The first stops for many visitors traveling through Italy tend to include Rome, Venice, Florence, or Milan. The Mediterranean town of Sanremo is likely overlooked — but it shouldn’t be. Sanremo is located in north-west Italy, in the region of Liguria. It is about 55 kilometers (34 miles) from Nice, France (near Cannes), and 174 kilometers (108 miles) from Genoa, Italy. It has a population of about 57,000.
Despite its quaint appearance, Sanremo hosts several national and international cultural events that help to make this spot an attractive destination for tourists worldwide — that is, in addition to Sanremo’s appeal as a glamorous Mediterranean vacation town.
Sanremo Music Festival
The Sanremo Music Festival was first established in 1951 as a way to help revive the town after WWII. It is the most popular song contest in Italy, and frequently features many famous Italian musicians. It also served as the inspiration behind the Eurovision Song Contest—better known today simply as Eurovision—which was created in 1956.
Historically, the music festival took place at the Sanremo Casino—a site worth visiting for its Art Nouveau style alone. Since 1977, nearly all of the song competitions have been held at the Ariston Theatre. The festival has launched the careers of many Italian musicians, and frequently features international musicians as guest performers. The next Sanremo Music Festival will be held from Feb. 5 to Feb. 9 in 2019.
European Poker Tour
In addition to its distinguished place in the Italian music festival circuit, Sanremo often hosts the European Poker Tour. The event started nearly 15 years ago as specific styles of poker, such as Texas Hold ‘em, became more popular worldwide. The event is broadcast throughout Europe, where different hosts offer commentary and insight during the games. As for Sanremo’s poker claim, Telesina, a five-card stud poker variation, is believed to have been invented there.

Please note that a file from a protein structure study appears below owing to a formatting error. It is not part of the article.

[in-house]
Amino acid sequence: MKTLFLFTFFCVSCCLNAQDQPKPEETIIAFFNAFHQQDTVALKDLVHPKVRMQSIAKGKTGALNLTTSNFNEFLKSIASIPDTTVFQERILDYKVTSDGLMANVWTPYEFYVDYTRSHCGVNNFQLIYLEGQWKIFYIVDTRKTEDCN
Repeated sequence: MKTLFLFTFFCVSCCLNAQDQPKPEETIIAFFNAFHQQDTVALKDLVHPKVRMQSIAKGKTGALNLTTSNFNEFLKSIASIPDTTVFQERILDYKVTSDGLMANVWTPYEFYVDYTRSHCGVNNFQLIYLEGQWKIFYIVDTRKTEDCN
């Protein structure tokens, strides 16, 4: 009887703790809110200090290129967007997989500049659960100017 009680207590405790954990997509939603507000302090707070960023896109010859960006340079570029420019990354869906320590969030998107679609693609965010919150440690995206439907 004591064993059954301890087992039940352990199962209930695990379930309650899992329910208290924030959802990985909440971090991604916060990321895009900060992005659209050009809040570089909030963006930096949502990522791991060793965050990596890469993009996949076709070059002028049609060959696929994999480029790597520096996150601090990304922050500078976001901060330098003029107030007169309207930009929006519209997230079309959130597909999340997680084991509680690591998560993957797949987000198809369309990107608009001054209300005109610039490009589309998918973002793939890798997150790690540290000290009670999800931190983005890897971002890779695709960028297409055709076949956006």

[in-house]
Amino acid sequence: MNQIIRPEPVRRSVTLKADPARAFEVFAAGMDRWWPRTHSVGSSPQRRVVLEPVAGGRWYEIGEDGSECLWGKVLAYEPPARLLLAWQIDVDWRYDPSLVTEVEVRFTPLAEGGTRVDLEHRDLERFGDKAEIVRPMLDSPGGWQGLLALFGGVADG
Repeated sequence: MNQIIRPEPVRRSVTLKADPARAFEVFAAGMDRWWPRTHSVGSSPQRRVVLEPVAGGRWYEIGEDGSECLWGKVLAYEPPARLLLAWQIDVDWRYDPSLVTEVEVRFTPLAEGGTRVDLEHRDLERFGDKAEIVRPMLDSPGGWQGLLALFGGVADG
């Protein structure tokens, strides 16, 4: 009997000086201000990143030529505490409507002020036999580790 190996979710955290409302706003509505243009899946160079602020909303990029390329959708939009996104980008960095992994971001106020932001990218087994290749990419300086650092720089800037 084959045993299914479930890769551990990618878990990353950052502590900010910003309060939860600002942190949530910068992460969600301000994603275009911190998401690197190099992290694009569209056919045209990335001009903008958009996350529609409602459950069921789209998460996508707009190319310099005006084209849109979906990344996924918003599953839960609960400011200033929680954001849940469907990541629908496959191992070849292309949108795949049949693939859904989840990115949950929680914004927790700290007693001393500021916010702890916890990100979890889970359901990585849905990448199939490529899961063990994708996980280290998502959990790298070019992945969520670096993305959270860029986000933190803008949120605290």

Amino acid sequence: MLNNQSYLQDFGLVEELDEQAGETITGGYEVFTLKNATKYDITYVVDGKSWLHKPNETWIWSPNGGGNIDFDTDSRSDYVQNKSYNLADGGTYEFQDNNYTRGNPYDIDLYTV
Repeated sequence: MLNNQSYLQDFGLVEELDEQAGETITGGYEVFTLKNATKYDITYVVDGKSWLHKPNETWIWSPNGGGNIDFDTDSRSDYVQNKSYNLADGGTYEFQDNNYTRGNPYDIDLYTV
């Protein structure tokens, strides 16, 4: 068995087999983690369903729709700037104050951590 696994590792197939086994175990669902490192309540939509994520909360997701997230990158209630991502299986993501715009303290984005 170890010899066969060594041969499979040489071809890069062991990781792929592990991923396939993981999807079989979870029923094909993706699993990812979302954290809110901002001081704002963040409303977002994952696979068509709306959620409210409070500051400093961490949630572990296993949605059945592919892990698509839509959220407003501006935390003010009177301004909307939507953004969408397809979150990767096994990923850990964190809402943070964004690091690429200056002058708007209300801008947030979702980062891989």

Every year, the Milan-Sanremo cycling race ends in Samremo. It is considered the longest single-day cycling race at the professional level, at roughly 298 kilometers (185 miles). The race is also often referred to as The Spring Classic or La Classicissima.
Although definitions of classic cycling races vary, the Milan-Sanremo race is seen as a true classic cycling race, specifically a sprinters classic due to the course’s flatness. It’s the first true classic of the year, typically with a March start date. The course has largely been kept the same since the first official race was held in 1907, out of respect for tradition.
The Flower Parade
Sanremo is known for the beauty of its flowers, largely thanks to its location and climate. To celebrate the flowers of the area, every year Sanremo holds the Flower Parade, or Corso Fiorito. The parade serves as a showcase for the best flowers the region has to offer, but also features floats, art, live music, feasts, costumes, and beyond. Like the Milan-Sanremo, the event typically takes place in March and is a much-celebrated event.
Held annually in Sanremo, the Tenco Prize is another song contest that celebrates Italian and international musicians, in this case, specifically singer-songwriters. In 1972, the award was founded to commemorate Luigi Tenco, an influential Italian singer-songwriter. The event typically happens in the fall, with the most recent iteration taking place from Oct. 18 to Oct. 20, 2018. Like the Sanremo Music Festival, the Tenco Prize is held at the Ariston Theatre.
The Sanremo Rally is an auto race that has been held in Sanremo since 1928. It is part of the Intercontinental Rally Challenge and typically occurs in the fall. Sanremo Rally contestants have historically driven small sports cars, but some of the winning cars have included a Fiat Grande Punto, a Subaru Impreza 555, and a Citroën Xsara. In recent years, many of the winning cars have been specially designed for the Sanremo Rally. The three most recent winners were all driving the same model designed by Peugeot Sport.